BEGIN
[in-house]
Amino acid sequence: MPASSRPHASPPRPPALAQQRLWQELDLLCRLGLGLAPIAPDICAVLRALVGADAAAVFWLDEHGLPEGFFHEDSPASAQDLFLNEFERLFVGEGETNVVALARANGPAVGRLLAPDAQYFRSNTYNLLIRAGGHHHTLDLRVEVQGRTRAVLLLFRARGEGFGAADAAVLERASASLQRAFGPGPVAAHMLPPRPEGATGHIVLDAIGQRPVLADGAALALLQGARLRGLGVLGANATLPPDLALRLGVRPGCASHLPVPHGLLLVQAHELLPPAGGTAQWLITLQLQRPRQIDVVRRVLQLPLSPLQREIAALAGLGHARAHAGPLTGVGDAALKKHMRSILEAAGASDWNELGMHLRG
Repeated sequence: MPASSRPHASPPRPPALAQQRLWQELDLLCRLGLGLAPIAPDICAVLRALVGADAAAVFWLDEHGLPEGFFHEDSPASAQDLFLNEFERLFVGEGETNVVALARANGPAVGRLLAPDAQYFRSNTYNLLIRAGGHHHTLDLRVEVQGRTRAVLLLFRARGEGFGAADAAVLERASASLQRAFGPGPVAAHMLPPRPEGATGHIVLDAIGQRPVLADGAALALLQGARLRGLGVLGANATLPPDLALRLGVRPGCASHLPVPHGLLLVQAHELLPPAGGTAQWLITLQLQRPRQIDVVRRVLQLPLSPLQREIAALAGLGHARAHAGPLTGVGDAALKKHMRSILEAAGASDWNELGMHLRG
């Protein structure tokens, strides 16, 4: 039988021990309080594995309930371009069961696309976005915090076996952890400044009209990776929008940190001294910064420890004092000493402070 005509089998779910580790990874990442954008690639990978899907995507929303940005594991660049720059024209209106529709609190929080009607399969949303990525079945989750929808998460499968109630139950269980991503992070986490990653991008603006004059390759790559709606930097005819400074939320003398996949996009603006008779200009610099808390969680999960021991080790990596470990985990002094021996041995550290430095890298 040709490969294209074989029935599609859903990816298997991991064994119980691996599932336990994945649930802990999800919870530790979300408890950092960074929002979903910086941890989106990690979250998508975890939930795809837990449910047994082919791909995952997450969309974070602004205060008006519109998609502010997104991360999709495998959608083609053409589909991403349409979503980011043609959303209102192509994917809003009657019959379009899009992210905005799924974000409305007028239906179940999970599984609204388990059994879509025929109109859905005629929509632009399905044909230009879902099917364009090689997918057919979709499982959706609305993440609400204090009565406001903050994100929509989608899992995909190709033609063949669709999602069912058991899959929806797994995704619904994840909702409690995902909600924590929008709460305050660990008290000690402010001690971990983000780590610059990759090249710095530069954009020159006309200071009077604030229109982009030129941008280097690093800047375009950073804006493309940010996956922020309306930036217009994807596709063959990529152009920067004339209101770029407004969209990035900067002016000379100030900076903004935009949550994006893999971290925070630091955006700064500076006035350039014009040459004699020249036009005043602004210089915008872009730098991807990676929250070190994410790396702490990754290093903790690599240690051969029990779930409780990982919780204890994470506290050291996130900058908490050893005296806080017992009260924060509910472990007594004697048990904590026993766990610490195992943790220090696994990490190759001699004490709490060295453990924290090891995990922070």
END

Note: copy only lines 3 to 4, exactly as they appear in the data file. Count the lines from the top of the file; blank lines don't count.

Repeated sequence: MPASSRPHASPPRPPALAQQRLWQELDLLCRLGLGLAPIAPDICAVLRALVGADAAAVFWLDEHGLPEGFFHEDSPASAQDLFLNEFERLFVGEGETNVVALARANGPAVGRLLAPDAQYFRSNTYNLLIRAGGHHHTLDLRVEVQGRTRAVLLLFRARGEGFGAADAAVLERASASLQRAFGPGPVAAHMLPPRPEGATGHIVLDAIGQRPVLADGAALALLQGARLRGLGVLGANATLPPDLALRLGVRPGCASHLPVPHGLLLVQAHELLPPAGGTAQWLITLQLQRPRQIDVVRRVLQLPLSPLQREIAALAGLGHARAHAGPLTGVGDAALKKHMRSILEAAGASDWNELGMHLRG
């Protein structure tokens, strides 16, 4: 039988021990309080594995309930371009069961696309976005915090076996952890400044009209990776929008940190001294910064420890004092000493402070 005509089998779910580790990874990442954008690639990978899907995507929303940005594991660049720059024209209106529709609190929080009607399969949303990525079945989750929808998460499968109630139950269980991503992070986490990653991008603006004059390759790559709606930097005819400074939320003398996949996009603006008779200009610099808390969680999960021991080790990596470990985990002094021996041995550290430095890298 040709490969294209074989029935599609859903990816298997991991064994119980691996599932336990994945649930802990999800919870530790979300408890950092960074929002979903910086941890989106990690979250998508975890939930795809837990449910047994082919791909995952997450969309974070602004205060008006519109998609502010997104991360999709495998959608083609053409589909991403349409979503980011043609959303209102192509994917809003009657019959379009899009992210905005799924974000409305007028239906179940999970599984609204388990059994879509025929109109859905005629929509632009399905044909230009879902099917364009090689997918057919979709499982959706609305993440609400204090009565406001903050994100929509989608899992995909190709033609063949669709999602069912058991899959929806797994995704619904994840909702409690995902909600924590929008709460305050660990008290000690402010001690971990983000780590610059990759090249710095530069954009020159006309200071009077604030229109982009030129941008280097690093800047375009950073804006493309940010996956922020309306930036217009994807596709063959990529152009920067004339209101770029407004969209990035900067002016000379100030900076903004935009949550994006893999971290925070630091955006700064500076006035350039014009040459004699020249036009005043602004210089915008872009730098991807990676929250070190994410790396702490990754290093903790690599240690051969029990779930409780990982919780204890994470506290050291996130900058908490050893005296806080017992009260924060509910472990007594004697048990904590026993766990610490195992943790220090696994990490190759001699004490709490060295453990924290090891995990922070």